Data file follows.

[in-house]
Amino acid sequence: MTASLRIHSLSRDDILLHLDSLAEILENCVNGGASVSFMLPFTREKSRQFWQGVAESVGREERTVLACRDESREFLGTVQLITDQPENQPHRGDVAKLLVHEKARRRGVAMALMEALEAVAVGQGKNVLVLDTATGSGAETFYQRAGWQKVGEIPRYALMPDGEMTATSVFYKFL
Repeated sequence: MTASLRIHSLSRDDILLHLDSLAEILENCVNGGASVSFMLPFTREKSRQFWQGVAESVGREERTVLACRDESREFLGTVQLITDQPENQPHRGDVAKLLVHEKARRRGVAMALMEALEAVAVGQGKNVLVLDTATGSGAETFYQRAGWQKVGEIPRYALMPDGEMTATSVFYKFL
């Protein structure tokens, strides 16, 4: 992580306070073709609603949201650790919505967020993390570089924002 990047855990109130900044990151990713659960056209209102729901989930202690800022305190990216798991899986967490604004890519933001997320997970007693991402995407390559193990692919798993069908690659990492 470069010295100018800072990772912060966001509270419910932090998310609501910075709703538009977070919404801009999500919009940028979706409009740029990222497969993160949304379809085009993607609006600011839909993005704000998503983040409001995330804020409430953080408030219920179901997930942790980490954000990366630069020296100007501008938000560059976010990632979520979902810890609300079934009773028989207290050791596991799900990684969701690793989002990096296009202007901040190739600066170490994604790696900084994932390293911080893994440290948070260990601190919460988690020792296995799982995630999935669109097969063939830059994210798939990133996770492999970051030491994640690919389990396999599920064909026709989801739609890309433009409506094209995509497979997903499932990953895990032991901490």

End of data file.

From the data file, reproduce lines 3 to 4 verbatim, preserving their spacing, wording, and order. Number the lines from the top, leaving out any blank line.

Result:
Repeated sequence: MTASLRIHSLSRDDILLHLDSLAEILENCVNGGASVSFMLPFTREKSRQFWQGVAESVGREERTVLACRDESREFLGTVQLITDQPENQPHRGDVAKLLVHEKARRRGVAMALMEALEAVAVGQGKNVLVLDTATGSGAETFYQRAGWQKVGEIPRYALMPDGEMTATSVFYKFL
């Protein structure tokens, strides 16, 4: 992580306070073709609603949201650790919505967020993390570089924002 990047855990109130900044990151990713659960056209209102729901989930202690800022305190990216798991899986967490604004890519933001997320997970007693991402995407390559193990692919798993069908690659990492 470069010295100018800072990772912060966001509270419910932090998310609501910075709703538009977070919404801009999500919009940028979706409009740029990222497969993160949304379809085009993607609006600011839909993005704000998503983040409001995330804020409430953080408030219920179901997930942790980490954000990366630069020296100007501008938000560059976010990632979520979902810890609300079934009773028989207290050791596991799900990684969701690793989002990096296009202007901040190739600066170490994604790696900084994932390293911080893994440290948070260990601190919460988690020792296995799982995630999935669109097969063939830059994210798939990133996770492999970051030491994640690919389990396999599920064909026709989801739609890309433009409506094209995509497979997903499932990953895990032991901490």